Romania’s major banks have posted impressive profits in the first nine months of this year as their interest income, related to rising interest rates on loans in a moment when inflation peaked, significantly increased.
Societe Generale’s local subsidiary BRD – Groupe Societe Generale, the third bank in Romania in terms of assets, has registered a net profit of RON 1.1 billion (EUR 244 million) in the first nine months of this year, up 7.2 percent, as net interest income rose by 15.5 percent year-on-year, outpacing by far the growth rate of fee income (+3.1 percent).
The results are calculated at group level, including BRD’s businesses in leasing or other activities.
Austria’s Erste Bank Group local subsidiary, BCR group, is the second largest bank in Romania in terms of assets and posted a net profit of RON 1.02 billion (EUR 218 million) in January-September, due mainly to the increase of 15.5 percent of its net interest income up to RON 1.5 billion.
Romanian private-owned Banca Transilvania, the biggest bank on the market in terms of assets, has registered a net profit of RON 1.24 billion in the first nine months of 2018, up 49.6 percent year-on-year, as its net interest income rose by 51.5 percent to RON 2.1 billion.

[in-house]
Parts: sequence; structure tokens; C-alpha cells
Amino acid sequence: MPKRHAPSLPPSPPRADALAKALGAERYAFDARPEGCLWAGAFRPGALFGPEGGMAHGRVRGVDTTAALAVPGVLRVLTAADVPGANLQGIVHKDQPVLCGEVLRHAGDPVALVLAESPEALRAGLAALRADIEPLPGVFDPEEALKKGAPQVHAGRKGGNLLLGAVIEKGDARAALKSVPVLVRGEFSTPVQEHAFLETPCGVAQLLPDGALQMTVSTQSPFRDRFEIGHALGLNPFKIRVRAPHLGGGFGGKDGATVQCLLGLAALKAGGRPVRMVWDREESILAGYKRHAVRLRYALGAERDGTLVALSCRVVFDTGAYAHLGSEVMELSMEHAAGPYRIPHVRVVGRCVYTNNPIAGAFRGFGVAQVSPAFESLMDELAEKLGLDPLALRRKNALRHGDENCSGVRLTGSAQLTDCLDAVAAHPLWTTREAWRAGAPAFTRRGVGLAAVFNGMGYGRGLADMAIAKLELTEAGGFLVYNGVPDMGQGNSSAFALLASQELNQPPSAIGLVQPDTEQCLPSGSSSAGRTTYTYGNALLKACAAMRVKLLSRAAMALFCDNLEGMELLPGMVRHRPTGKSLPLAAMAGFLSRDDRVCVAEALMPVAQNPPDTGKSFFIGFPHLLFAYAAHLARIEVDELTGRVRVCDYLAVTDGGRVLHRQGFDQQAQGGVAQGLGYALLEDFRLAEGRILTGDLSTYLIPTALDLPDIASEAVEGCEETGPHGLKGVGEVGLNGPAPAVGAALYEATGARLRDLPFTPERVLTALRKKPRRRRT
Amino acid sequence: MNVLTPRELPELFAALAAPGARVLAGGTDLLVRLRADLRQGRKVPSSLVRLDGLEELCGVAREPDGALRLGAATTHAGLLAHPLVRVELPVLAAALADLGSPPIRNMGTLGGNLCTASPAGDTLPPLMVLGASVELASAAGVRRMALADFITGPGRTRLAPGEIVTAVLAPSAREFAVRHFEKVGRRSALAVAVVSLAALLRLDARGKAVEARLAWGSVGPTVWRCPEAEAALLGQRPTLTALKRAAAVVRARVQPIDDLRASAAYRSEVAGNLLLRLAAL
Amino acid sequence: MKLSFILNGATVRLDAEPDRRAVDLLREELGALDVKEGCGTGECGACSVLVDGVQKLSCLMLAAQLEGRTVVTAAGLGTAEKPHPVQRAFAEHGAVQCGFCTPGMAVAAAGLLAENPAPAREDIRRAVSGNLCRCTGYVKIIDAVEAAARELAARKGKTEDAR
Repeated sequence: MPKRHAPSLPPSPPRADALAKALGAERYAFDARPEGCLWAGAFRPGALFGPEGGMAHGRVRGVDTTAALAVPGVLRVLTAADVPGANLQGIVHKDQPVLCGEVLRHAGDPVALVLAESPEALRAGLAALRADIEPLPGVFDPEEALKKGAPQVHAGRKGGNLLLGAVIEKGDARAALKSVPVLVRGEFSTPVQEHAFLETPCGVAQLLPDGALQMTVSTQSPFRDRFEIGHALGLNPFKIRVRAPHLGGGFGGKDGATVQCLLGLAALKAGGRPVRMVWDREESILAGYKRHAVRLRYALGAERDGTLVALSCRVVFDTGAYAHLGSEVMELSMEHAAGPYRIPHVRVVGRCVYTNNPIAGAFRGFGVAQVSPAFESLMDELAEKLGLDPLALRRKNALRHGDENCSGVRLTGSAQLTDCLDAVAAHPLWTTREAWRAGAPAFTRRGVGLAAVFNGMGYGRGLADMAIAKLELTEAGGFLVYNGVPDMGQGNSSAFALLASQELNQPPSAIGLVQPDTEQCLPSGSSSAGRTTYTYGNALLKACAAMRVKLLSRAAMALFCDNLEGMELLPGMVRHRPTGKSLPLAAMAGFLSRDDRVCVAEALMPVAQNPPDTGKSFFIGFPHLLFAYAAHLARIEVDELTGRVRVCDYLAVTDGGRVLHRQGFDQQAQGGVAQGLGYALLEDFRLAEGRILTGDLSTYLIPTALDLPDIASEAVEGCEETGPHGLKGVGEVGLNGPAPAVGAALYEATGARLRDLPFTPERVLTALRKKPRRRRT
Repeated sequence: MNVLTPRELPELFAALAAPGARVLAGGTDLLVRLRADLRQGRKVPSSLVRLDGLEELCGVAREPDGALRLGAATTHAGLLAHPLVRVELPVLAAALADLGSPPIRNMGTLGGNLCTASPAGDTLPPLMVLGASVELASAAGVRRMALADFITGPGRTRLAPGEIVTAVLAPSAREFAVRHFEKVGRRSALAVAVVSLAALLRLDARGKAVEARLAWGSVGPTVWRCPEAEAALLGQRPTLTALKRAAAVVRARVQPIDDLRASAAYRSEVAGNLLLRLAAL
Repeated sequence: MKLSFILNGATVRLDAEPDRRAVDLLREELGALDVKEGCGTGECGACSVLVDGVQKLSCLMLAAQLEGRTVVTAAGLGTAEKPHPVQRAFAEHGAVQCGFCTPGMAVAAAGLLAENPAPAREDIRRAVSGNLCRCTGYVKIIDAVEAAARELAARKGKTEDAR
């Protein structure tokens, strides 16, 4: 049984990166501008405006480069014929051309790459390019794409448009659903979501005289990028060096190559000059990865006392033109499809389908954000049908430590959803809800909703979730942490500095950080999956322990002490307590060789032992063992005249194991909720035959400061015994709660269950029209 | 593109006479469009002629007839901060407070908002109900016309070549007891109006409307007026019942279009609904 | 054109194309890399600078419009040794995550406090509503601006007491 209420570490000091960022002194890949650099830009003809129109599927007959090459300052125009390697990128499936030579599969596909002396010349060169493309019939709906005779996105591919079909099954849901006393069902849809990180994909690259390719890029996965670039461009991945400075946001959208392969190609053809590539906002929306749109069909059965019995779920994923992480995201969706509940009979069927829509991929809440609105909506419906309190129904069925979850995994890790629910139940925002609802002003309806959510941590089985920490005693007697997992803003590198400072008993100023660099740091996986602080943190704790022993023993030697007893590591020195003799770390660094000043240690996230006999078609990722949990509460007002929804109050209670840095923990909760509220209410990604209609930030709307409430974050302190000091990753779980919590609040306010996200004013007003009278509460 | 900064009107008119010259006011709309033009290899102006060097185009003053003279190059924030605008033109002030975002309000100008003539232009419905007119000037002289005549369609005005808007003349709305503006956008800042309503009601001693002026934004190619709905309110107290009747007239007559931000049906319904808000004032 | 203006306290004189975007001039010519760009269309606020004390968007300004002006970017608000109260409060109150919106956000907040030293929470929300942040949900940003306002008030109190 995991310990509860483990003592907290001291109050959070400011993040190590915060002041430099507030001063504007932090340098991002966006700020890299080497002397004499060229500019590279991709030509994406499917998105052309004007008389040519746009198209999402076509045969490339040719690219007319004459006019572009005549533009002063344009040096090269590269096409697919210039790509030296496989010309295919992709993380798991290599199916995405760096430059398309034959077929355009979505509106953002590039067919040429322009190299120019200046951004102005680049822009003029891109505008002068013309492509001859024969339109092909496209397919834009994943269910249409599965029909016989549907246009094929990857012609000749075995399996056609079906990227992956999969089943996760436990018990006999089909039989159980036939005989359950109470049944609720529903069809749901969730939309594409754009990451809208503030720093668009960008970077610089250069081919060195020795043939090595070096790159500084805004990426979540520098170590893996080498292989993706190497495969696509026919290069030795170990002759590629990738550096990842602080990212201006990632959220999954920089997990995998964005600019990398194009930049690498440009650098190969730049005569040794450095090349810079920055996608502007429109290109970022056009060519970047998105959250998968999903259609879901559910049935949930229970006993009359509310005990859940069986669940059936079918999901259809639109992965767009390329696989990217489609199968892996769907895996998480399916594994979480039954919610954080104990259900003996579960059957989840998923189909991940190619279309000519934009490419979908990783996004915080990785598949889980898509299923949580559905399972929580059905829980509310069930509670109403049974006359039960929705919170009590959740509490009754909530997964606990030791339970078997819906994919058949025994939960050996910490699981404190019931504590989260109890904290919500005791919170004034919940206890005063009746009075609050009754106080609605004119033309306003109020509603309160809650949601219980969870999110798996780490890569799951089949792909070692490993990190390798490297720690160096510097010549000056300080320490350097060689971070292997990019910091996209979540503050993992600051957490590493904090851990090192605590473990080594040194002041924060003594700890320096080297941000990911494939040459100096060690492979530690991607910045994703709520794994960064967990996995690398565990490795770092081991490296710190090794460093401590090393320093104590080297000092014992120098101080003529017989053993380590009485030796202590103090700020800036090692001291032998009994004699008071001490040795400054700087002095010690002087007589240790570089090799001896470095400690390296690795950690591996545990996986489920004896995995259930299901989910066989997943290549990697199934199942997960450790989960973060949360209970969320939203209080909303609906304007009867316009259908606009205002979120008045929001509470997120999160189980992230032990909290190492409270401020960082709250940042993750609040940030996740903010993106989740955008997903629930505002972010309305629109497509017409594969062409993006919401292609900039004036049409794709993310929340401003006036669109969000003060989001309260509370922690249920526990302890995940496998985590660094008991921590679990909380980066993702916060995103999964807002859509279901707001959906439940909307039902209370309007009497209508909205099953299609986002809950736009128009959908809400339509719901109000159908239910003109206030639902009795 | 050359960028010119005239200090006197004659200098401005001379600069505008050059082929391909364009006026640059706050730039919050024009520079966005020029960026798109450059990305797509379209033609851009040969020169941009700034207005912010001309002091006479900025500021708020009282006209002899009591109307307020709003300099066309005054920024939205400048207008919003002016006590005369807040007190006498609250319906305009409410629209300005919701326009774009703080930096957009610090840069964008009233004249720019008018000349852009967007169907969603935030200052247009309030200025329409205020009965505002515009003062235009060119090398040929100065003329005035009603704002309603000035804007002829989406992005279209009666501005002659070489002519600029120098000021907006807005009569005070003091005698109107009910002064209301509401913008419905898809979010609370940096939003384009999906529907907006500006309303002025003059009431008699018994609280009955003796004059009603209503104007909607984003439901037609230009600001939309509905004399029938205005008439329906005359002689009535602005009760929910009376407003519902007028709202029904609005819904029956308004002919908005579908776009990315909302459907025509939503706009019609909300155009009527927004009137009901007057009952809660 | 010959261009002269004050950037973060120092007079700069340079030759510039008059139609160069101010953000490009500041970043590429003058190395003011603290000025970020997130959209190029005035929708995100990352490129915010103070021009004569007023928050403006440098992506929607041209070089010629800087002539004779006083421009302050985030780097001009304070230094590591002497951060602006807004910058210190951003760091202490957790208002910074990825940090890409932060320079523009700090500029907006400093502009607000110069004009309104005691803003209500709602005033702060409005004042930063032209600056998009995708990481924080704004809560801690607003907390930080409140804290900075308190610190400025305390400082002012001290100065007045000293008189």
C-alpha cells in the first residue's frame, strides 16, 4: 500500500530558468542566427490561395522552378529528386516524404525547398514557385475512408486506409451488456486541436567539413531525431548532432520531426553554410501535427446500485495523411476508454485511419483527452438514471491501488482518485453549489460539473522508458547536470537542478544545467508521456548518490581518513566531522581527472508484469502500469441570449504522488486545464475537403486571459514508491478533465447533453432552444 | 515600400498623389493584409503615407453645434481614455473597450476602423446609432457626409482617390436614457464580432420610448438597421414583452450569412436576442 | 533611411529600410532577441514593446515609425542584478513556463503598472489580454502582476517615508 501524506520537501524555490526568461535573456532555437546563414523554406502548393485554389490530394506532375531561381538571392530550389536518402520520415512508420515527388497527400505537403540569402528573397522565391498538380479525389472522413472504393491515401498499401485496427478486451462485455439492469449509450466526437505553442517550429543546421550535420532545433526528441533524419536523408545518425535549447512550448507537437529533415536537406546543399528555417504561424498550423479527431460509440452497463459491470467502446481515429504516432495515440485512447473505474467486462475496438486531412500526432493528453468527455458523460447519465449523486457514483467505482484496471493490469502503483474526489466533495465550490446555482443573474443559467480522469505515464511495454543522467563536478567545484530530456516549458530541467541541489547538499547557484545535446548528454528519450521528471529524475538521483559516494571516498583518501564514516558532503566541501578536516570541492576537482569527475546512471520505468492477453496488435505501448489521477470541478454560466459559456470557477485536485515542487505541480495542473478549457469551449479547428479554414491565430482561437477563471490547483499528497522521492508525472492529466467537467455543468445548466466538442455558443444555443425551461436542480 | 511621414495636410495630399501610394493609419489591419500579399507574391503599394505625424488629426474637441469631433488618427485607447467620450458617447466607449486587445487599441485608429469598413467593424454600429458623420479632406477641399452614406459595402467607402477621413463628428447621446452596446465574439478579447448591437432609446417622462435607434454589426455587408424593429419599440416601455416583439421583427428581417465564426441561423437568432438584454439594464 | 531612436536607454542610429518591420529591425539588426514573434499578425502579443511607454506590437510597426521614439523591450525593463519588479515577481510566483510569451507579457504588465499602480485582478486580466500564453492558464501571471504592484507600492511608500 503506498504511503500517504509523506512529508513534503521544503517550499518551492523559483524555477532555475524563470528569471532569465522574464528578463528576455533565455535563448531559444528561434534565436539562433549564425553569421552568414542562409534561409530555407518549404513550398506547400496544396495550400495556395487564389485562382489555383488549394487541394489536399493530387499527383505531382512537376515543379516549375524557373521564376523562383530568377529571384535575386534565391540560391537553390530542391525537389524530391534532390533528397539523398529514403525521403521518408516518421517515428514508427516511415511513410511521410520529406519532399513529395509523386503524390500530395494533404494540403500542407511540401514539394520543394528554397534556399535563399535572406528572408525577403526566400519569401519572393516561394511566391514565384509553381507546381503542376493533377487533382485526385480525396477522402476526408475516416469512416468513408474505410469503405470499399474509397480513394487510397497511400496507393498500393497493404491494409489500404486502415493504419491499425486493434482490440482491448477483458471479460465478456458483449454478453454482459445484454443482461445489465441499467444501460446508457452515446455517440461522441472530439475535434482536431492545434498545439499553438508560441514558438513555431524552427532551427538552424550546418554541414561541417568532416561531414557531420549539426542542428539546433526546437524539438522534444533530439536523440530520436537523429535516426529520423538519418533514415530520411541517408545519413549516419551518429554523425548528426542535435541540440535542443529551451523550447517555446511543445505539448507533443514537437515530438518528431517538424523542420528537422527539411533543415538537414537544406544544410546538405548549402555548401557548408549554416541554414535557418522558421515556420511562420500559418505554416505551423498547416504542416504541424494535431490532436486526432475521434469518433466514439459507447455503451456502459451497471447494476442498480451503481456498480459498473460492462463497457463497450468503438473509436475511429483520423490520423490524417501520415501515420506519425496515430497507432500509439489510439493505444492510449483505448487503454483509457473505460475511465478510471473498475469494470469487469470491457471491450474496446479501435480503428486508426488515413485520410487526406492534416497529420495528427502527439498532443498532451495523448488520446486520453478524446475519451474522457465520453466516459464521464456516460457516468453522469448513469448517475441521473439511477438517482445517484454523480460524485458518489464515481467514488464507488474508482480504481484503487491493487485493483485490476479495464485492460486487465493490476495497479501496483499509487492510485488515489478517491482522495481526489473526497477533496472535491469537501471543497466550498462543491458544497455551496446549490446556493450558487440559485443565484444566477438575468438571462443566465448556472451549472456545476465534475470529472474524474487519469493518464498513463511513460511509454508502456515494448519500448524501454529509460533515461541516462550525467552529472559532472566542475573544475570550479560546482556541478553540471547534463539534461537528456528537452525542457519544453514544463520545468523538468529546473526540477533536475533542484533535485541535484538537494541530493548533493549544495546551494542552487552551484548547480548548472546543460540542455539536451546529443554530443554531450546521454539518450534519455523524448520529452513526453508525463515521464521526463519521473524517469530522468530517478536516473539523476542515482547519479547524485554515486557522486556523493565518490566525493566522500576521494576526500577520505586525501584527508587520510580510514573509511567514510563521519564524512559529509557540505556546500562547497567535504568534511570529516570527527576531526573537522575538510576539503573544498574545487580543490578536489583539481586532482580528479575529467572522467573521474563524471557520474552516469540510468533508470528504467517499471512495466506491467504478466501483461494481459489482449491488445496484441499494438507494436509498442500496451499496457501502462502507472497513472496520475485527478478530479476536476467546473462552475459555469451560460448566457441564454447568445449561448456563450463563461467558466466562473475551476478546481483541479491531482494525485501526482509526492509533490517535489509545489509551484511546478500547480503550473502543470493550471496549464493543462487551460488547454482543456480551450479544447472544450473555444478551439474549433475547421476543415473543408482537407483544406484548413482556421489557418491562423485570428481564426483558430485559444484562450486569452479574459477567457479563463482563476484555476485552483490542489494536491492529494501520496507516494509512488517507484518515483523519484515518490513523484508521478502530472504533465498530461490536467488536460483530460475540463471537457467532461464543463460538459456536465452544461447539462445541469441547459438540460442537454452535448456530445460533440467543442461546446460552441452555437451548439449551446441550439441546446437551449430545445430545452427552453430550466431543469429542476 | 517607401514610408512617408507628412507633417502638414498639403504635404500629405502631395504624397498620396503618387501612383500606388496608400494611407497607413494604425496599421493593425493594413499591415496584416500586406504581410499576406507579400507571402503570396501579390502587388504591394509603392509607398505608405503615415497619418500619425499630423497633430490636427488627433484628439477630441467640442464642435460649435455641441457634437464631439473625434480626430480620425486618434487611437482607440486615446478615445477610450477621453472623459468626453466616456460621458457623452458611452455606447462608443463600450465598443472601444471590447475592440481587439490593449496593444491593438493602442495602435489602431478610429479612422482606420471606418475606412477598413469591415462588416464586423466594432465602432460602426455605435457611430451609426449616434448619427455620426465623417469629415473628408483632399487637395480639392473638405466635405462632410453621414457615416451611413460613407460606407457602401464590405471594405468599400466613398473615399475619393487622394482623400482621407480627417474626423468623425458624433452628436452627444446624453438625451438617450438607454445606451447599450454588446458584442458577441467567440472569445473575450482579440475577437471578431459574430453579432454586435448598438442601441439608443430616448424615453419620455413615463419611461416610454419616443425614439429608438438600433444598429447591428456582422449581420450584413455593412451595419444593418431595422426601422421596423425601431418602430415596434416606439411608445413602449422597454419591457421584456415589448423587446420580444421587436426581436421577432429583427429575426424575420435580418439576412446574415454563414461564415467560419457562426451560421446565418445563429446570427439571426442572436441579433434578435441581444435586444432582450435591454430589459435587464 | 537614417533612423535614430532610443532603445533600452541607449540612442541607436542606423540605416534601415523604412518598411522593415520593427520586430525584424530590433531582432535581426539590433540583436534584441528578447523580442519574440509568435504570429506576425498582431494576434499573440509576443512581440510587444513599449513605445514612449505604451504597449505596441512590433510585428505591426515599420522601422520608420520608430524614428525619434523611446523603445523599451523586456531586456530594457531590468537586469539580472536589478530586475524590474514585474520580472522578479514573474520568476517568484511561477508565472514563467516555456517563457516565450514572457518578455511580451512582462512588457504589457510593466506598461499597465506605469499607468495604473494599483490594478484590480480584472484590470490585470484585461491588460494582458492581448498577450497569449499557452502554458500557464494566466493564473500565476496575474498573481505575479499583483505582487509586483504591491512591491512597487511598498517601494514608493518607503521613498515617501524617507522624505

These impressive interest income growth rates are mainly due to rising interest rates in the market this year as inflation reached 5-year highs in Romania of more than 5 percent, the highest level in the EU.
Higher inflation had an impact on Romania’s three-month money market rate (ROBOR), the main indicator that sets the interest rates for RON currency borrowers, which reached this year 4-year highs of almost 3.5 percent, compared with 2.05 percent at the end of 2017 or less than 1 percent in 2016.
But local banks have also benefited from low NPL rates after years of cleaning balance sheets through NPL sales or other methods.
In June, the average NPL rate of the Romanian banking system declined to 5.7 percent, from 8.3 percent one year earlier, according to central bank data.
Cleaner balance sheets allowed local banks to grant new loans on higher demand from individuals and companies.
During the last few years, the government has adopted a strategy of wage-led growth, stimulating household consumption and GDP growth rates, but this model has generated larger fiscal and current account deficits – as well as higher inflation rates.